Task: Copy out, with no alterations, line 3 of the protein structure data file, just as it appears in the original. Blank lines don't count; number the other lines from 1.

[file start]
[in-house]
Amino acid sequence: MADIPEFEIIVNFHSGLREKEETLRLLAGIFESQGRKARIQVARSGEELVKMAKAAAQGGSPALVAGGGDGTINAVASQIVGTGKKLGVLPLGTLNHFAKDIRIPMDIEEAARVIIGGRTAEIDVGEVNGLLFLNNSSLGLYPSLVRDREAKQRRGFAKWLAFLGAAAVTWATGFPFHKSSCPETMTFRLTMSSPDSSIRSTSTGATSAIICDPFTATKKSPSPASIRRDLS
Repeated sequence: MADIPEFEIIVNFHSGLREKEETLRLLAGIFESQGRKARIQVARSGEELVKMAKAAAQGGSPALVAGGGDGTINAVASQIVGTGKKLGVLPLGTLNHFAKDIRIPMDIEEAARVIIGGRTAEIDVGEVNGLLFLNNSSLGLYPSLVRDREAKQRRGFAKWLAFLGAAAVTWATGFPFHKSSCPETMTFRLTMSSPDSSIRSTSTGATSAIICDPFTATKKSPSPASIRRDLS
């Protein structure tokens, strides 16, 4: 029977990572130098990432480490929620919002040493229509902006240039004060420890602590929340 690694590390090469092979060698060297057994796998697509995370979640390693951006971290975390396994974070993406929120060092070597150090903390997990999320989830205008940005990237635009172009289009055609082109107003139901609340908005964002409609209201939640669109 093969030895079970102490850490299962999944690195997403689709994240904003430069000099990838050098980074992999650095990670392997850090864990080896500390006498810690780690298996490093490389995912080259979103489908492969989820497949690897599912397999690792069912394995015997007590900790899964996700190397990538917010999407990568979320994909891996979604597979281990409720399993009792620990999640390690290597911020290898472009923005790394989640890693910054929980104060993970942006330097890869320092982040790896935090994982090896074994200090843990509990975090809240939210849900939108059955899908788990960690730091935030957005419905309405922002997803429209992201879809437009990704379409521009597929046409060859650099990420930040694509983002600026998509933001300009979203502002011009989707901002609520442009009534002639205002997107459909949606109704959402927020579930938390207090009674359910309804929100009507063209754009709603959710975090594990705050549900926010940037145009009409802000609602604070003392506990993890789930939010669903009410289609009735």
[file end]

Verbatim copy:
Repeated sequence: MADIPEFEIIVNFHSGLREKEETLRLLAGIFESQGRKARIQVARSGEELVKMAKAAAQGGSPALVAGGGDGTINAVASQIVGTGKKLGVLPLGTLNHFAKDIRIPMDIEEAARVIIGGRTAEIDVGEVNGLLFLNNSSLGLYPSLVRDREAKQRRGFAKWLAFLGAAAVTWATGFPFHKSSCPETMTFRLTMSSPDSSIRSTSTGATSAIICDPFTATKKSPSPASIRRDLS